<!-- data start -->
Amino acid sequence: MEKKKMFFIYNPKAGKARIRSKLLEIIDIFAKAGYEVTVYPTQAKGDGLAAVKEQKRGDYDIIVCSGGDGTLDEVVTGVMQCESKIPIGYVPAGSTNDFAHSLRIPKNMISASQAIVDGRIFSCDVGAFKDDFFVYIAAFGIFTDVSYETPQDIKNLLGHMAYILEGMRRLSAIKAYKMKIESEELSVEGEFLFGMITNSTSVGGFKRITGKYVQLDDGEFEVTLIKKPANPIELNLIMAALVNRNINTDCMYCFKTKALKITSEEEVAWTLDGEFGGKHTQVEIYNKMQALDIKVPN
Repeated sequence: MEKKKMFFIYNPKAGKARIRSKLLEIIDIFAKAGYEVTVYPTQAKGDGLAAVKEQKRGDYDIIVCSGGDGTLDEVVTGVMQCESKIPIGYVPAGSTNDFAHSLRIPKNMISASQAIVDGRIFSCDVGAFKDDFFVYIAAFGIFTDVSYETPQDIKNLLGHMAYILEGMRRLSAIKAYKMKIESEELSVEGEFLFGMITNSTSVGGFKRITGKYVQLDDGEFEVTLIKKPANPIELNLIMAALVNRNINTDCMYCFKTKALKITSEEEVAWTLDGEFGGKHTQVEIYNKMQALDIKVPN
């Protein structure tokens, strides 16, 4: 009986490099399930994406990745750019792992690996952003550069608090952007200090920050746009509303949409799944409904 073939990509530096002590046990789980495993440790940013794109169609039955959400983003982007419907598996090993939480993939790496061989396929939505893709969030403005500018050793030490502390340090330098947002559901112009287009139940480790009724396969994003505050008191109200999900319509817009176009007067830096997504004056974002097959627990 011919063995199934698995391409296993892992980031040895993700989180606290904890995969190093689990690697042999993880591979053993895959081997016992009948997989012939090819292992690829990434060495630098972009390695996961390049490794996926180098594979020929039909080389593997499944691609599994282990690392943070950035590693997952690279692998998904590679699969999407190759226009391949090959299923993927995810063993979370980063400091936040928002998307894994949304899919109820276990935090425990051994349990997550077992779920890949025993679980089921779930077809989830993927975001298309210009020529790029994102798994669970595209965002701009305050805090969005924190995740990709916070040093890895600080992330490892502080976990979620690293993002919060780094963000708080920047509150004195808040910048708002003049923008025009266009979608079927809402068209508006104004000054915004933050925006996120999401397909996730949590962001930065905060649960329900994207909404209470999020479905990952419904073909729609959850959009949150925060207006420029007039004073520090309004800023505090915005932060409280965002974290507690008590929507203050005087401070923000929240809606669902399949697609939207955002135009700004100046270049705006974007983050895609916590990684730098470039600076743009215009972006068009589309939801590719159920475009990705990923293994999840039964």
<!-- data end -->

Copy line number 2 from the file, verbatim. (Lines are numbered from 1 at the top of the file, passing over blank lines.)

Repeated sequence: MEKKKMFFIYNPKAGKARIRSKLLEIIDIFAKAGYEVTVYPTQAKGDGLAAVKEQKRGDYDIIVCSGGDGTLDEVVTGVMQCESKIPIGYVPAGSTNDFAHSLRIPKNMISASQAIVDGRIFSCDVGAFKDDFFVYIAAFGIFTDVSYETPQDIKNLLGHMAYILEGMRRLSAIKAYKMKIESEELSVEGEFLFGMITNSTSVGGFKRITGKYVQLDDGEFEVTLIKKPANPIELNLIMAALVNRNINTDCMYCFKTKALKITSEEEVAWTLDGEFGGKHTQVEIYNKMQALDIKVPN